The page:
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My smaller collection consists of about 1K ripped albums, 12K tracks, and about 250 GB of files. I add continuously, but also cull regularly to focus on LISTENING versus collecting. I've been ripping owned and borrowed CDs for years, using a setup like Vincent Kars describes above. I have a CD drive connected to one of my NUC PCs, and I use MusicBee to rip mostly-FLAC files and to manage my ripped collection. I then use File Explorer to transfer my music to microSD cards that are installed in each of 3 devices: a Hiby R3 Pro Saber player, a Microsoft Surface Pro (that also has MusicBee installed), and a Samsung phone. All three devices have audio jacks and Bluetooth. The HiBy is mostly used with wired headphones connected to its balanced output, the Surface Pro is set up in my listening/living room almost exclusively to connect through Bluetooth to my stereo setup, and the phone connects automatically to my car and easily to one of a couple of Bluetooth speaker options I have for portable indoor and outdoor listening. The HiBy player and Samsung phone also have LDAC for playback on LDAC-equipped headphones to make my FLAC files sing beautifully even through the limits of Bluetooth.

I also subscribe to Amazon Music Unlimited for convenience and to stream music that I don't own, as well as for portable listening, BUT I spend about 90% of my listening time playing back my owned ripped files.

Given all the time you will spend ripping your large collection -obscure and otherwise, BACKING UP your music IS CRITICAL. A PC solution allows for this and regularly copying files to multiple devices yields redundant backups. MusicBee and other software have syncing options for portable devices, but I just prefer drag-and-drop options. BTW, MusicBee runs fine on my Windows 7, 10, and 11 installs, but note that it is Windows only.

Enjoy your patient ripping, organizing, and especially listening!!
 

deanchri

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Dec 14, 2007
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I have around 1000 cd's ripped to flac files on my pc. I also have them on a ssd drive in my novafidelity n15d, but I really don't bother trying to get them to the car for playback, I just download a bunch of albums /playlists to my phone from my tidal account and play them via Bluetooth in the car, less faff imo....oh yeah and don't bother saying "but I won't have my 10 thousand albums to choose from " lol, I very much doubt you took 10 thousand cd's with you in the car previously....and.....you wouldn't get anywhere for the vast library of music to chose from.😁
Ps..if you can afford 10 thousand cd's, I doubt a music streaming service subscription is unaffordable.
Thanks for your response. Everyone has their own reasons for their choices and mine is that I DO I like to have the choice of any one any of my 10000 cds at anytime. A lot of my CDs Can't even be found via streaming., I used to be a rock DJ. My affordability is not the issue here, it’s easy to forget that CDs came out 41 years ago which is why I could afford it 😉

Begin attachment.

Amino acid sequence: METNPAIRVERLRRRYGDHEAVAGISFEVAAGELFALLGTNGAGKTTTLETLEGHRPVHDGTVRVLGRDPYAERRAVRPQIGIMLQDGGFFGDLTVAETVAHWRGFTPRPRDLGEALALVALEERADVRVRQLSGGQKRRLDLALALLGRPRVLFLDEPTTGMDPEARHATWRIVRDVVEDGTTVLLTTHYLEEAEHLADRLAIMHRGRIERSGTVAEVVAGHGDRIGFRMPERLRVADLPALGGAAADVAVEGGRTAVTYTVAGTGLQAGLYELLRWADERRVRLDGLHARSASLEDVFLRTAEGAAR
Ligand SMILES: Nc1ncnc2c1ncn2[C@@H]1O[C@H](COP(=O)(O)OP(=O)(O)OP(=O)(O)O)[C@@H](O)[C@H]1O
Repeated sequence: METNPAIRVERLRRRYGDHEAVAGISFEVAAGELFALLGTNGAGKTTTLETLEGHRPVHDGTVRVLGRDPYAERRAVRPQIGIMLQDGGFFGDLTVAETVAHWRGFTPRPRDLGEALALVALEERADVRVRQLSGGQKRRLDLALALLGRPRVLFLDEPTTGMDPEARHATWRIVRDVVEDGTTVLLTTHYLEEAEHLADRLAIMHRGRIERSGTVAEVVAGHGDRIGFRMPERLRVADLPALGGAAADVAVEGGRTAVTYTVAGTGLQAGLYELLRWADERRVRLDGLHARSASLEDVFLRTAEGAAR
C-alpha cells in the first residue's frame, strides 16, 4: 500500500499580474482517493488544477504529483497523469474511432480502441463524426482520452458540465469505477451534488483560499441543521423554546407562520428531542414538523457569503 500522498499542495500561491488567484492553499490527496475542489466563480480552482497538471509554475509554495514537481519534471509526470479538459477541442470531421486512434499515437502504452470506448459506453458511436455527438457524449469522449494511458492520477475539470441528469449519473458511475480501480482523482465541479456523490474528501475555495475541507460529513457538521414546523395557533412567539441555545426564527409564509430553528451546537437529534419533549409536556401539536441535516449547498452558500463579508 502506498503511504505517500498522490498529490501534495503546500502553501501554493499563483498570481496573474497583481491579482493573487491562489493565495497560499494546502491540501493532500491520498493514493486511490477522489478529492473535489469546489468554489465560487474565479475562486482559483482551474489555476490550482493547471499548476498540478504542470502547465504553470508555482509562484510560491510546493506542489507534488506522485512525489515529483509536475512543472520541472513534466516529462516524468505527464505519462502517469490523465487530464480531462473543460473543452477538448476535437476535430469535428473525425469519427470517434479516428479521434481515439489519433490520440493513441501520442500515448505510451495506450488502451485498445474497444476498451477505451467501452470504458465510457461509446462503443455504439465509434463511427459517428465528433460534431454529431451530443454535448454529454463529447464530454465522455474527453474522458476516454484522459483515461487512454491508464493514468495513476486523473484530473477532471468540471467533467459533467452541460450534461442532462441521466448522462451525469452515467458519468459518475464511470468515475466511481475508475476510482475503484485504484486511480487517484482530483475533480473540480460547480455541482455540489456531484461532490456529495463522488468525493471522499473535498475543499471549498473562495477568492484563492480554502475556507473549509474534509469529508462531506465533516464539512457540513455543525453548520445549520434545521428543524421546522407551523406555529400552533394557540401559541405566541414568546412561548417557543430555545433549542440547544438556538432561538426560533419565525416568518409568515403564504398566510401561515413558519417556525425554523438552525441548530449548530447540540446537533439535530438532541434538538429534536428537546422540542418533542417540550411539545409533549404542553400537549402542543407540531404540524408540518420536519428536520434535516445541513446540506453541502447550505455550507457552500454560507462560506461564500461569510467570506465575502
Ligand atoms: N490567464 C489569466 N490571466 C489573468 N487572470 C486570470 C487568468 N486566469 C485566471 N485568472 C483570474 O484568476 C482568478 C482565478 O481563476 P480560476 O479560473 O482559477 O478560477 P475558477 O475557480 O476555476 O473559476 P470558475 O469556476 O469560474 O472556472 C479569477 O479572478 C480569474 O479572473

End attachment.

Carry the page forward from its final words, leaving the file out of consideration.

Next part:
Cork

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Doh! I finally realized what your meant by the A&K player. Not a bad idea, but you're going to be short on space. My ~950 CDs take about 340 GB (lossless flac); so 10000 CDs will be upwards of 3.5-4 TB. The A&K 's only handles 1TB. Fiio is also good and their top three models hold 2TB. I suppose you could get 4 microSD cards and break up the CDs across them; otherwise you're probably going to have to look at a built-in car system (of which I have no experience, but I assume they're available with larger storage).

I really didn't mid ripping the CDs. I did it in the background while I was doing other things. Still, at 5 minutes a CD that'll be around 833 hours (5 min x 10k CDs / 60 min/hr). At 2/hrs a day that's over a year.
 
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deanchri

Well-known member
Dec 14, 2007
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18,525
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My smaller collection consists of about 1K ripped albums, 12K tracks, and about 250 GB of files. I add continuously, but also cull regularly to focus on LISTENING versus collecting. I've been ripping owned and borrowed CDs for years, using a setup like Vincent Kars describes above. I have a CD drive connected to one of my NUC PCs, and I use MusicBee to rip mostly-FLAC files and to manage my ripped collection. I then use File Explorer to transfer my music to microSD cards that are installed in each of 3 devices: a Hiby R3 Pro Saber player, a Microsoft Surface Pro (that also has MusicBee installed), and a Samsung phone. All three devices have audio jacks and Bluetooth. The HiBy is mostly used with wired headphones connected to its balanced output, the Surface Pro is set up in my listening/living room almost exclusively to connect through Bluetooth to my stereo setup, and the phone connects automatically to my car and easily to one of a couple of Bluetooth speaker options I have for portable indoor and outdoor listening. The HiBy player and Samsung phone also have LDAC for playback on LDAC-equipped headphones to make my FLAC files sing beautifully even through the limits of Bluetooth.

I also subscribe to Amazon Music Unlimited for convenience and to stream music that I don't own, as well as for portable listening, BUT I spend about 90% of my listening time playing back my owned ripped files.

Given all the time you will spend ripping your large collection -obscure and otherwise, BACKING UP your music IS CRITICAL. A PC solution allows for this and regularly copying files to multiple devices yields redundant backups. MusicBee and other software have syncing options for portable devices, but I just prefer drag-and-drop options. BTW, MusicBee runs fine on my Windows 7, 10, and 11 installs, but note that it is Windows only.

Enjoy your patient ripping, organizing, and especially listening!!
Thank you some excellent advice there!!